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Methods Mol Biol. 2015;1241:39-48. doi: 10.1007/978-1-4939-1875-1_4.

NAD⁺ content and its role in mitochondria.

Author information

1
Weill Cornell Medical College, 1300 York Avenue LC216, New York, NY, 10065, USA.

Abstract

Nicotinamide adenine dinucleotide (NAD(+)) is a central metabolic coenzyme/cosubstrate involved in cellular energy metabolism and energy production. It can readily be reduced by two electron equivalents and forms the NADH form, which is the minority species to NAD(+) under most physiologic conditions. NAD(+) plays an important role in not only oxidation-reduction reactions in cells but also as a signaling molecule. For example, NAD(+) plays a key role in mitochondrial function via participation in pyruvate dehydrogenase, tricarboxylic acid cycle, and oxidative phosphorylation chemistries. It also serves as a substrate for deacylases SIRT3, SIRT4, and SIRT5, which modify protein posttranslational modifications on lysine within the mitochondrial compartment. Recent work has highlighted the biological significance of dynamic changes to mitochondrial NAD(+). This has increased the need for standardized and effective methods to measure NAD(+) contents in this organelle. To determine NAD(+) concentrations in cells, and specifically in mitochondria, we describe two assays for NAD(+) determinations: An Enzymatic Cycling Assay and Isotope Dilution. The cycling assay contains sample NAD(+), lactate, lactate dehydrogenase, diaphorase, and resazurin. The isotope dilution assay uses synthetic (18)O-NAD(+) as an internal standard, and treated samples are fractionated by HPLC and then NAD(+) concentration determined by the (16)O- and (18)O-NAD(+) peak (664/666) ratio in positive mode MS.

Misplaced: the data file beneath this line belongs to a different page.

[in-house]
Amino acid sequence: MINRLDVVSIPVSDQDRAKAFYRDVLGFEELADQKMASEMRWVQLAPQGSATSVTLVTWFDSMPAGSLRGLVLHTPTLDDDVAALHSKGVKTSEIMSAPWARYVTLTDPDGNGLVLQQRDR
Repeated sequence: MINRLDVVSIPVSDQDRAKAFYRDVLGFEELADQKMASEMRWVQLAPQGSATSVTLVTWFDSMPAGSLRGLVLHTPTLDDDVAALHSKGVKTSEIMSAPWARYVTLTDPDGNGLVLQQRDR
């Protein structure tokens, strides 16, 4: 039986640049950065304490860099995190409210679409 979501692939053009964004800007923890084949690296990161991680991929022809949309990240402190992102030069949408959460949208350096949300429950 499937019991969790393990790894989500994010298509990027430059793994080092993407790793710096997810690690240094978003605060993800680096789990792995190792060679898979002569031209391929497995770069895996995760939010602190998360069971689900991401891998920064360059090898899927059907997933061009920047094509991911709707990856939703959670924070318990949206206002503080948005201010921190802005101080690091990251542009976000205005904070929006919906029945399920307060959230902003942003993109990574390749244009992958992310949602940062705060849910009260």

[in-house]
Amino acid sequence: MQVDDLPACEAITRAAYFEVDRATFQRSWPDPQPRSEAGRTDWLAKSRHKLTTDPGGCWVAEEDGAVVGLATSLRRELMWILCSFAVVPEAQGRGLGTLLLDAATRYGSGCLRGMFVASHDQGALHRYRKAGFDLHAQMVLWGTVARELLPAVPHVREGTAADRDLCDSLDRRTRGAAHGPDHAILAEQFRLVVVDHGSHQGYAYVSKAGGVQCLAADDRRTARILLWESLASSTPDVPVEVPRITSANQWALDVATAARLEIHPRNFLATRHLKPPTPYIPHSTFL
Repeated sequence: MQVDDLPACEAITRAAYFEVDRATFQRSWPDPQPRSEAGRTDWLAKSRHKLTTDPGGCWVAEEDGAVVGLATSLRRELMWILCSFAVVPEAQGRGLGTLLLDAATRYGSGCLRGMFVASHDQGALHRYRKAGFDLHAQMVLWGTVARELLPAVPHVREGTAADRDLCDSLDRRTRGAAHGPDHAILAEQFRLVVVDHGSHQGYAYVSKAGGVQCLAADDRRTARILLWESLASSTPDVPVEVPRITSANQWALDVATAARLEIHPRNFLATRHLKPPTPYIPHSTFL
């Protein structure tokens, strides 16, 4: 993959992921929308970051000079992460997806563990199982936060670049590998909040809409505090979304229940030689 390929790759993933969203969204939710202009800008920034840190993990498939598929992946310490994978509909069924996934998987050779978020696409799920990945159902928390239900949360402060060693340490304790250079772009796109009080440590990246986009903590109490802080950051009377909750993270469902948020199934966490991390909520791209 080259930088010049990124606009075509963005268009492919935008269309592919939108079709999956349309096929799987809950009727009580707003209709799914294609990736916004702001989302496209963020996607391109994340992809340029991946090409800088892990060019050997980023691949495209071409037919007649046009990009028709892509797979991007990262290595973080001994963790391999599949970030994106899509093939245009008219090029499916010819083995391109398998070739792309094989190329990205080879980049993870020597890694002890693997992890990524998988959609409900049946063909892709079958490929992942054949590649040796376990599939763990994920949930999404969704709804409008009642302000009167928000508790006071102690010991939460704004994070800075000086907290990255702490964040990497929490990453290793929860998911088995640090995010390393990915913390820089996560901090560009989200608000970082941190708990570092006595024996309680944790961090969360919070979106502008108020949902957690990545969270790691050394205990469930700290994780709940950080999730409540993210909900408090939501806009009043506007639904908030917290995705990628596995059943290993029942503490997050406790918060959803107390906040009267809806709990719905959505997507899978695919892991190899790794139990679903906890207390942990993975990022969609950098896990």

PMID:
25308486
DOI:
10.1007/978-1-4939-1875-1_4
[Indexed for MEDLINE]

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